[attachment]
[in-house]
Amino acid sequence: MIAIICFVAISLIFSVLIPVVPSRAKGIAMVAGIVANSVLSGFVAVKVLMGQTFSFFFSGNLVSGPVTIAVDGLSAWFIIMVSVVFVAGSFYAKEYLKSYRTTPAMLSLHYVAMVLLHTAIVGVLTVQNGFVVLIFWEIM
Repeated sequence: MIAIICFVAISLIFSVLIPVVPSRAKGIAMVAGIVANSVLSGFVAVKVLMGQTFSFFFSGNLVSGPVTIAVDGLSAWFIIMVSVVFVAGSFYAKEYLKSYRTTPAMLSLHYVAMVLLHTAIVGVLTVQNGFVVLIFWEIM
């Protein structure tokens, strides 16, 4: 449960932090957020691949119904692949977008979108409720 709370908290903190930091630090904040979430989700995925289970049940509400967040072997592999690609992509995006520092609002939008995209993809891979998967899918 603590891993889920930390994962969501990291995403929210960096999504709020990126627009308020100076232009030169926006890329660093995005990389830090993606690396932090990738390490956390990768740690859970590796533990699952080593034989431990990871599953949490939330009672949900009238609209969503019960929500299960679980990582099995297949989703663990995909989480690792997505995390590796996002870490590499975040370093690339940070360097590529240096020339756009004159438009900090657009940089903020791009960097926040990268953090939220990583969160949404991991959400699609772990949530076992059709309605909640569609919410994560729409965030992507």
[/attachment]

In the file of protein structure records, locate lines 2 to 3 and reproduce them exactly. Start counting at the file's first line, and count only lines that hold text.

Amino acid sequence: MIAIICFVAISLIFSVLIPVVPSRAKGIAMVAGIVANSVLSGFVAVKVLMGQTFSFFFSGNLVSGPVTIAVDGLSAWFIIMVSVVFVAGSFYAKEYLKSYRTTPAMLSLHYVAMVLLHTAIVGVLTVQNGFVVLIFWEIM
Repeated sequence: MIAIICFVAISLIFSVLIPVVPSRAKGIAMVAGIVANSVLSGFVAVKVLMGQTFSFFFSGNLVSGPVTIAVDGLSAWFIIMVSVVFVAGSFYAKEYLKSYRTTPAMLSLHYVAMVLLHTAIVGVLTVQNGFVVLIFWEIM